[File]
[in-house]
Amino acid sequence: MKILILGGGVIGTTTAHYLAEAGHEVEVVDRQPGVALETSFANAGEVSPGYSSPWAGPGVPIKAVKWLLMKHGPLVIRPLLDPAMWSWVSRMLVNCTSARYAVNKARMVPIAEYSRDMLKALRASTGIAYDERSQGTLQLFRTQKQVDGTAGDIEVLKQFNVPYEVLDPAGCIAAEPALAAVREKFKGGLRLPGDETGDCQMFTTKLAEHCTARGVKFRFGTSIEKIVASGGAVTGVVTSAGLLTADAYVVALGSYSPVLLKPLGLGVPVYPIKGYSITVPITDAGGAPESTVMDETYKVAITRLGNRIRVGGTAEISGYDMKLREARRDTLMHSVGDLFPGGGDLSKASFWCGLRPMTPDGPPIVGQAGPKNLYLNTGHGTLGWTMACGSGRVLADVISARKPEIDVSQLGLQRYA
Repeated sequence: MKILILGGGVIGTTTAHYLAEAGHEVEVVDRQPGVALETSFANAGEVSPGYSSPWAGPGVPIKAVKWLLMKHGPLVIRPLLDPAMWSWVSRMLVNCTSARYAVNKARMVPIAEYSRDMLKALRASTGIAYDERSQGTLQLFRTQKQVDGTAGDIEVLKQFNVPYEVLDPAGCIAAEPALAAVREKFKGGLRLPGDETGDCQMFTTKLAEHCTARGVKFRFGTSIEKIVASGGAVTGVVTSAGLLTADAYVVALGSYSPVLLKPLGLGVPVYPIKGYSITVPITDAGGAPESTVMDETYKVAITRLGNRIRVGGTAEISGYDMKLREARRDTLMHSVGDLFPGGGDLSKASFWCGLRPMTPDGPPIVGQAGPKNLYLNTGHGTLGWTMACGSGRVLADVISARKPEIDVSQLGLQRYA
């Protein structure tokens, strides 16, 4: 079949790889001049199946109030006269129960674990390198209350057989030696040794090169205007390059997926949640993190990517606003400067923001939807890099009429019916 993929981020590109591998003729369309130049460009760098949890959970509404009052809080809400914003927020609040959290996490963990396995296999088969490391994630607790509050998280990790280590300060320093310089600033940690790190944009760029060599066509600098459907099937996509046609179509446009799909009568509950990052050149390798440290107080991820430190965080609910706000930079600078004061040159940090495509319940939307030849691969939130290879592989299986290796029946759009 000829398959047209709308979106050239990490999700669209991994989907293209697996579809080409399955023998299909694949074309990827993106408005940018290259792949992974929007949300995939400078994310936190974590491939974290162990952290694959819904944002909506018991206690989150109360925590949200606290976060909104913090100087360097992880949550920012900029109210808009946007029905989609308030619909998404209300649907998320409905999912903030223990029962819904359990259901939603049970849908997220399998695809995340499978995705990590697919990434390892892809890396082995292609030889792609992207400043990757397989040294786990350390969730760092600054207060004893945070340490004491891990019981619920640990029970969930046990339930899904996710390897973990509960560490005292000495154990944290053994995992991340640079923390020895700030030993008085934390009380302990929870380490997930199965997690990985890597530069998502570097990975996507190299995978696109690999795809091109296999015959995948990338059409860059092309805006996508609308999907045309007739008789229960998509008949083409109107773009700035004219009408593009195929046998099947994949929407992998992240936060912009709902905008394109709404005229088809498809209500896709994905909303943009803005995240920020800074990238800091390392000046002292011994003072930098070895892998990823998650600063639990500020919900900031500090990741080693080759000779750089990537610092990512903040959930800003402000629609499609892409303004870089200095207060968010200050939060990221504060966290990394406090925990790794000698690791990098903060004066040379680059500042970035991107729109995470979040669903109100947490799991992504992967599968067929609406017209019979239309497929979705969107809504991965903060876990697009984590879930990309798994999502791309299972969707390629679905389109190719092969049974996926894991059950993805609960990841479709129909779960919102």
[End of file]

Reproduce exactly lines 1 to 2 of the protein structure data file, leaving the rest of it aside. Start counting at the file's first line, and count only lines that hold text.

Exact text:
[in-house]
Amino acid sequence: MKILILGGGVIGTTTAHYLAEAGHEVEVVDRQPGVALETSFANAGEVSPGYSSPWAGPGVPIKAVKWLLMKHGPLVIRPLLDPAMWSWVSRMLVNCTSARYAVNKARMVPIAEYSRDMLKALRASTGIAYDERSQGTLQLFRTQKQVDGTAGDIEVLKQFNVPYEVLDPAGCIAAEPALAAVREKFKGGLRLPGDETGDCQMFTTKLAEHCTARGVKFRFGTSIEKIVASGGAVTGVVTSAGLLTADAYVVALGSYSPVLLKPLGLGVPVYPIKGYSITVPITDAGGAPESTVMDETYKVAITRLGNRIRVGGTAEISGYDMKLREARRDTLMHSVGDLFPGGGDLSKASFWCGLRPMTPDGPPIVGQAGPKNLYLNTGHGTLGWTMACGSGRVLADVISARKPEIDVSQLGLQRYA